Three Los Angeles Sheriff Deputies Convicted

In February 2011, Gabriel Carrillo came to the Los Angeles county jail to visit his brother. He had a cell phone, and mouthed off to the deputies when told that it was a misdemeanor offense to bring a cell phone into the visitation room.  Deputy Pantamitr Zunggeemoge arrested Gabriel, and took him into a break room where there is no video.  Zunggeemoge handcuffed Gabriel, and confiscated the cell phone.

Gabriel Carrillo who usually looks like this …

Carrillo today

Gabriel Carrillo

came out of the break room looking like this.


Five deputies beat, kneed, and pepper sprayed Gabriel.  Once they were content that they had taught Gabriel a lesson, the five deputies in the room gathered to concoct a story to justify the beating. Sergeant Gonzalez, the supervisor, told them to say that Carrillo had one hand free from handcuffs so he could be fingerprinted, when he began swinging wildly with the loose handcuff using it as a weapon, giving the deputies no choice but to beat him within an inch of his life.

That was their story, and they were sticking to it. They repeated the same story to internal affairs, the district attorney’s office and Gabriel’s defense attorney’s during depositions.   Eventually, two of the deputies, Zunggeemoge and Womack told the truth. This is why; the injuries to Gabriel’s arms supported that both of his hands were handcuffed.

The feds indicted all five deputies for assault and civil rights violations. Their trials were scheduled to begin in May 2015. Two of the deputies, Zunggeemoge and Womack, decided to strike a deal, agreeing to plead guilty to criminal charges as well as to testify against the other deputies.

Deputy Zunggeemoge said he was annoyed that Gabriel had mouthed off to him, so while Gabriel was handcuffed behind his back, he lifted Gabriel’s arms behind his back “so he could feel some pain.” According to Deputy Zunggeemoge, he left the room to run Gabriel’s name in a criminal database, leaving him in there with other deputies. When he returned, he found deputy Fernando Luviano struggling with Gabriel as Sergeant Eric Gonzalez and deputy Sussie Ayala watched. Zunggeeemoge said he jumped in to help Luviano with Gabriel, bringing Gabriel to the ground and slamming his face against the floor, continuing to beat him even though it was clear the man was handcuffed.

Zunggeeemoge said that Luviano pepper sprayed Gabriel and when Gabriel turned his face to avoid that, Zunggeemoge punched him twice. Another deputy, Neil Womack, entered the room and began beating the handcuffed man, who was facedown on the floor. They then charged Gabriel with felony battery against law enforcement officers.

The Los Angeles Times reports;

“Under the terms of the agreement he signed last week, Deputy Noel Womack gave prosecutors a new version of the violent 2011 encounter in a windowless, secluded room in the Men’s Central Jail facility. Deputies, he said, beat the jail visitor even though the man was handcuffed and not resisting as he was held on the floor, according to a copy of the agreement reviewed by The Times.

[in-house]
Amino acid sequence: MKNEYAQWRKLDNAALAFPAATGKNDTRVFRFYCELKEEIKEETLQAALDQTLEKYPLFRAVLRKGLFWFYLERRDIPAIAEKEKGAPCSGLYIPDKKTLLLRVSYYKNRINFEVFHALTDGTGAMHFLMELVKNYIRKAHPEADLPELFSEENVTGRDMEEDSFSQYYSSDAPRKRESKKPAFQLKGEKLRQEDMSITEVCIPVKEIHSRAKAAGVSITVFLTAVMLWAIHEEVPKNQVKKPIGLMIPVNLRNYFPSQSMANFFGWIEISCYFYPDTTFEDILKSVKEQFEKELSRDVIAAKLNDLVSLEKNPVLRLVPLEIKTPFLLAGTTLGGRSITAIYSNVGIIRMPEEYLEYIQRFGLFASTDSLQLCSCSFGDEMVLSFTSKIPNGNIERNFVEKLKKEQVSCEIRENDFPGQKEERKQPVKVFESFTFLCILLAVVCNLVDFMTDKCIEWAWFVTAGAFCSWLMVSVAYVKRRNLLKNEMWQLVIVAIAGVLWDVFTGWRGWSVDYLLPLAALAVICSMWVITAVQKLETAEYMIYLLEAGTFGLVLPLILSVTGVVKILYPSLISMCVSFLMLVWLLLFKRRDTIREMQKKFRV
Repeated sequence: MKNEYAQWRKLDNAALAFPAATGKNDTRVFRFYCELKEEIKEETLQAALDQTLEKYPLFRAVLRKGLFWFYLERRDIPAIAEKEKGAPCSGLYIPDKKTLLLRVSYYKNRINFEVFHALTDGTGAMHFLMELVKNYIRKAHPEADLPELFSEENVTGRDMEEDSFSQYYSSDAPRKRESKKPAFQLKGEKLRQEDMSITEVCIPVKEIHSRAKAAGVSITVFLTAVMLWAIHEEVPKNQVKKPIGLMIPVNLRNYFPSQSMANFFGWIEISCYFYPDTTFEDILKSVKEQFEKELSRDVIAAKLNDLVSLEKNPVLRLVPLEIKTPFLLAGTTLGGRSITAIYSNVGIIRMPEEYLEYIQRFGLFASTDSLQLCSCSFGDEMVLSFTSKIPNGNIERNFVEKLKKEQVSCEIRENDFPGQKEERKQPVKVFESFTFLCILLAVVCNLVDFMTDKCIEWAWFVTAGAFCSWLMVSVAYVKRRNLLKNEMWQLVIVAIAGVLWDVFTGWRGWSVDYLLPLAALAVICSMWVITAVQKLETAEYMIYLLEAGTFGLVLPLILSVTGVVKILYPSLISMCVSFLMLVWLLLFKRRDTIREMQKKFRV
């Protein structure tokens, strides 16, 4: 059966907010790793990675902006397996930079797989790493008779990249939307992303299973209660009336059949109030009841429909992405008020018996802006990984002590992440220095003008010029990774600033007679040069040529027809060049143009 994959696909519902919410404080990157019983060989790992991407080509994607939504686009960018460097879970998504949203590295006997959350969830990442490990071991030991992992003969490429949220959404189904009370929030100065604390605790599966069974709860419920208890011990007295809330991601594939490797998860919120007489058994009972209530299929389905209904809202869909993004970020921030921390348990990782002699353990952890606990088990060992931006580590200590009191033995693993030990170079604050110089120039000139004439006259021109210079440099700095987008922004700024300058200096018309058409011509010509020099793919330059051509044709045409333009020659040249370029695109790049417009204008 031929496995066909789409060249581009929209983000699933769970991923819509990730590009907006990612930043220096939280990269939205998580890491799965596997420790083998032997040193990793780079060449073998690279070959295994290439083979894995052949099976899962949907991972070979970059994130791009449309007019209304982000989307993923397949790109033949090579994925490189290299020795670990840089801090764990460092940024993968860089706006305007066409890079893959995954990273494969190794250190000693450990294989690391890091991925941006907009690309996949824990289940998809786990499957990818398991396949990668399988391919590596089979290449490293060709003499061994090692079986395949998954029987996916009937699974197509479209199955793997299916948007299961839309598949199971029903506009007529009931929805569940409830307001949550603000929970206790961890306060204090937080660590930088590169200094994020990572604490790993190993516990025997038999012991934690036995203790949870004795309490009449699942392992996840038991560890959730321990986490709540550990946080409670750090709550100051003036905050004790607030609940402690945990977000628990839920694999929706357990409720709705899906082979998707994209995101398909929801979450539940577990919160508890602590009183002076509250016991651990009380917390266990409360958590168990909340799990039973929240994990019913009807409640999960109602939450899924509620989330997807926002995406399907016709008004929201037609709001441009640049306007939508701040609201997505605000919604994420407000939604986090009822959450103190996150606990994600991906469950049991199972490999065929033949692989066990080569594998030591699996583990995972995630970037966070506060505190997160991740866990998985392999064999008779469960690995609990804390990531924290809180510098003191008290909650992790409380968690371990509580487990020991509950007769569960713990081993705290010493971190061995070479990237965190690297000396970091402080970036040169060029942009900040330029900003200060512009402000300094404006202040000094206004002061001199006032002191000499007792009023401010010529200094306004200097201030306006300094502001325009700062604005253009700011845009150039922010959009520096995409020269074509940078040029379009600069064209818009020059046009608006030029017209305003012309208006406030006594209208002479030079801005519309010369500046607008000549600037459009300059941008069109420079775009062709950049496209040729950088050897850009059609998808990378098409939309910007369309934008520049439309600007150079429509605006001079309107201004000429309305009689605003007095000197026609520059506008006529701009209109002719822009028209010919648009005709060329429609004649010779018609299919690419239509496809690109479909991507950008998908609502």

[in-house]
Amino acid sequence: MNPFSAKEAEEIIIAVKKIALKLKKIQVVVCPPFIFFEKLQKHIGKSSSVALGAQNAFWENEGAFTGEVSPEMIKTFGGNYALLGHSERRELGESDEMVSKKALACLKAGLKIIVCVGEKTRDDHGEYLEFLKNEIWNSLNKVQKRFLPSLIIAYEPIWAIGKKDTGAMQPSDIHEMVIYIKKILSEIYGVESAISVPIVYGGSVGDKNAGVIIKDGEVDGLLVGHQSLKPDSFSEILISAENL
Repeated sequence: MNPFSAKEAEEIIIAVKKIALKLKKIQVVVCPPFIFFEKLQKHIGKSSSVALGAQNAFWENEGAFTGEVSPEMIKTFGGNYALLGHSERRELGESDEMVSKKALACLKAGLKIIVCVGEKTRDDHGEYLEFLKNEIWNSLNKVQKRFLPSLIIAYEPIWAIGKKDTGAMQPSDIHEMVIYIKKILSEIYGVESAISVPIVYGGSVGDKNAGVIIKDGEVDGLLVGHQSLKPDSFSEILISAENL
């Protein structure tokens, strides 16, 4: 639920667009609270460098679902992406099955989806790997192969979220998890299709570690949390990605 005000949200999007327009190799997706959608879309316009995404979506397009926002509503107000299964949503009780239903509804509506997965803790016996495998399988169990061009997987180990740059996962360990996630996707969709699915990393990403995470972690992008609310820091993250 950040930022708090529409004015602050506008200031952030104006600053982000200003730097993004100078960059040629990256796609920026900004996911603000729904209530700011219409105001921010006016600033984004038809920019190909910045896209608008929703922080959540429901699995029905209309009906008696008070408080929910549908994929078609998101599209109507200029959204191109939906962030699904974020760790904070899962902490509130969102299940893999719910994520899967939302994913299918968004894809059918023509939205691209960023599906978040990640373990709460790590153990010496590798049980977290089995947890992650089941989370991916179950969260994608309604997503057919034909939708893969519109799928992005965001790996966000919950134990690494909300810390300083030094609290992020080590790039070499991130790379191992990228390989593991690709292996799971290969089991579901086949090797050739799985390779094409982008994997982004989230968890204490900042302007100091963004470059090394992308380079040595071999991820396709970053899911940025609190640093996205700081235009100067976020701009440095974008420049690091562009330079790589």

Womack has agreed to plead guilty to a felony charge that he lied to FBI agents during an interview last month when he told them he did not know if the visitor was handcuffed, the agreement said. He admitted to lying again when he told the agents his supervisor had ordered him to punch the man and a third time when he said the strikes he inflicted on the man had been necessary, the agreement said.”

In their plea agreement with Womack, prosecutors said Womack’s actions highlight the pressures that deputies put up a united front. “Womack understood that he was never supposed to go against his partners.”

Womack’s agreement bans him from working in law enforcement, and requires him to resign from the L.A. County Sheriff’s Department.  Prosecutors will recommend to the judge that Womack receive no time in prison. The judge could opt to disregard the suggestion and sentence Womack to as many as five years.

The second deputy, Pantamitr Zunggeemoge, entered a guilty plea earlier this year, and his agreement with prosecutors was sealed by U.S. District Court Judge George H. King, keeping the details secret.

That left three deputies, Gonzalez, Ayala and Luviano, who all pleaded not guilty.

On June 17, 2015, Pantamitr Zunggeemoge told jurors the truth. It took the jury less than an hour to reach a verdict. On Wednesday, June 24, 2015, Sgt. Eric Gonzalez and Deputy Sussie Ayala were found guilty of conspiracy to violate constitutional rights, deprivation of rights and falsification of records in the Feb. 26, 2011, beating of Gabriel Carrillo. Deputy Fernando Luviano was found guilty of deprivation of rights and falsification of records. Their sentencing is scheduled for November 2, 2015, with another hearing scheduled for next week to determine whether the deputies should be taken into custody pending their sentencing.

The felony assault charges against Gabriel were dismissed and Gabriel has since been awarded a settlement of over a million dollars.

Jurors were shown the following video.


Posted on 06/25/2015, in Uncategorized and tagged , , , , , , , , , , . Bookmark the permalink. 31 Comments.

  1. Jackie Saulmon Ramirez